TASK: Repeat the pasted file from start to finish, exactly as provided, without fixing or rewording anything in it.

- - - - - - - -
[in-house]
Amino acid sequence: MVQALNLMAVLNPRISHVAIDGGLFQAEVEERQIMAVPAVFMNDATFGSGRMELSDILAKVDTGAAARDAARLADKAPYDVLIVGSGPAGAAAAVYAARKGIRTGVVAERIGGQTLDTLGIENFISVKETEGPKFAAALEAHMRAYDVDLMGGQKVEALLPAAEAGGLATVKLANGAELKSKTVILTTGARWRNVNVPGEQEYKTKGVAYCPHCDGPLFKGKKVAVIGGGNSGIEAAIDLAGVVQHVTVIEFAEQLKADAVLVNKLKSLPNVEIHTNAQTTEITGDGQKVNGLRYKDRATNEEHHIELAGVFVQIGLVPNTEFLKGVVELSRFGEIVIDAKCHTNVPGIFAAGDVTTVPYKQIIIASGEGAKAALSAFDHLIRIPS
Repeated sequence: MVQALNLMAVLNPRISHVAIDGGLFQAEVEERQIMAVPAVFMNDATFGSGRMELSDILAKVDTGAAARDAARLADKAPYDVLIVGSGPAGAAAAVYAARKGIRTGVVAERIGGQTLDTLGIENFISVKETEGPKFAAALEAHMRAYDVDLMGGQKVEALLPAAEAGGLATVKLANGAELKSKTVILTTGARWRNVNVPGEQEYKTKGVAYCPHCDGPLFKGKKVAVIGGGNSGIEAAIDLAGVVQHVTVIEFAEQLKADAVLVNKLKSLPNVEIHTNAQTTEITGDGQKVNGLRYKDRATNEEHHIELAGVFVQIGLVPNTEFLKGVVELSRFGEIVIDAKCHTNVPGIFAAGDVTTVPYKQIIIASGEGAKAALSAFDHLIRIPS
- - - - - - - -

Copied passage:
[in-house]
Amino acid sequence: MVQALNLMAVLNPRISHVAIDGGLFQAEVEERQIMAVPAVFMNDATFGSGRMELSDILAKVDTGAAARDAARLADKAPYDVLIVGSGPAGAAAAVYAARKGIRTGVVAERIGGQTLDTLGIENFISVKETEGPKFAAALEAHMRAYDVDLMGGQKVEALLPAAEAGGLATVKLANGAELKSKTVILTTGARWRNVNVPGEQEYKTKGVAYCPHCDGPLFKGKKVAVIGGGNSGIEAAIDLAGVVQHVTVIEFAEQLKADAVLVNKLKSLPNVEIHTNAQTTEITGDGQKVNGLRYKDRATNEEHHIELAGVFVQIGLVPNTEFLKGVVELSRFGEIVIDAKCHTNVPGIFAAGDVTTVPYKQIIIASGEGAKAALSAFDHLIRIPS
Repeated sequence: MVQALNLMAVLNPRISHVAIDGGLFQAEVEERQIMAVPAVFMNDATFGSGRMELSDILAKVDTGAAARDAARLADKAPYDVLIVGSGPAGAAAAVYAARKGIRTGVVAERIGGQTLDTLGIENFISVKETEGPKFAAALEAHMRAYDVDLMGGQKVEALLPAAEAGGLATVKLANGAELKSKTVILTTGARWRNVNVPGEQEYKTKGVAYCPHCDGPLFKGKKVAVIGGGNSGIEAAIDLAGVVQHVTVIEFAEQLKADAVLVNKLKSLPNVEIHTNAQTTEITGDGQKVNGLRYKDRATNEEHHIELAGVFVQIGLVPNTEFLKGVVELSRFGEIVIDAKCHTNVPGIFAAGDVTTVPYKQIIIASGEGAKAALSAFDHLIRIPS